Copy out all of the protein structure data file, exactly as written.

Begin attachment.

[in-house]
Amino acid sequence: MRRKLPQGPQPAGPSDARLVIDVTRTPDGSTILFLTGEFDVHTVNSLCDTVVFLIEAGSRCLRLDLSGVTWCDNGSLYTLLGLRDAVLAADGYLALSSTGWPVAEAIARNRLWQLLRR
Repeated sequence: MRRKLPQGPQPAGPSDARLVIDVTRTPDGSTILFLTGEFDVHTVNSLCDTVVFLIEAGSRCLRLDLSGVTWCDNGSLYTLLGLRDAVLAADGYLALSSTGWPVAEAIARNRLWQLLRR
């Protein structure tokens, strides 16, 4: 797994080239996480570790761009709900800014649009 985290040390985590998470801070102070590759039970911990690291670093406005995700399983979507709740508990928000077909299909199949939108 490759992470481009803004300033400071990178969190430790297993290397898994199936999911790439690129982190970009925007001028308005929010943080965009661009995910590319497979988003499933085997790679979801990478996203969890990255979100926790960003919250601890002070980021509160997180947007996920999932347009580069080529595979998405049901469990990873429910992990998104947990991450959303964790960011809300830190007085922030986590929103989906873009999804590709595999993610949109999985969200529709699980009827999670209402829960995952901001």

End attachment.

[in-house]
Amino acid sequence: MRRKLPQGPQPAGPSDARLVIDVTRTPDGSTILFLTGEFDVHTVNSLCDTVVFLIEAGSRCLRLDLSGVTWCDNGSLYTLLGLRDAVLAADGYLALSSTGWPVAEAIARNRLWQLLRR
Repeated sequence: MRRKLPQGPQPAGPSDARLVIDVTRTPDGSTILFLTGEFDVHTVNSLCDTVVFLIEAGSRCLRLDLSGVTWCDNGSLYTLLGLRDAVLAADGYLALSSTGWPVAEAIARNRLWQLLRR
């Protein structure tokens, strides 16, 4: 797994080239996480570790761009709900800014649009 985290040390985590998470801070102070590759039970911990690291670093406005995700399983979507709740508990928000077909299909199949939108 490759992470481009803004300033400071990178969190430790297993290397898994199936999911790439690129982190970009925007001028308005929010943080965009661009995910590319497979988003499933085997790679979801990478996203969890990255979100926790960003919250601890002070980021509160997180947007996920999932347009580069080529595979998405049901469990990873429910992990998104947990991450959303964790960011809300830190007085922030986590929103989906873009999804590709595999993610949109999985969200529709699980009827999670209402829960995952901001």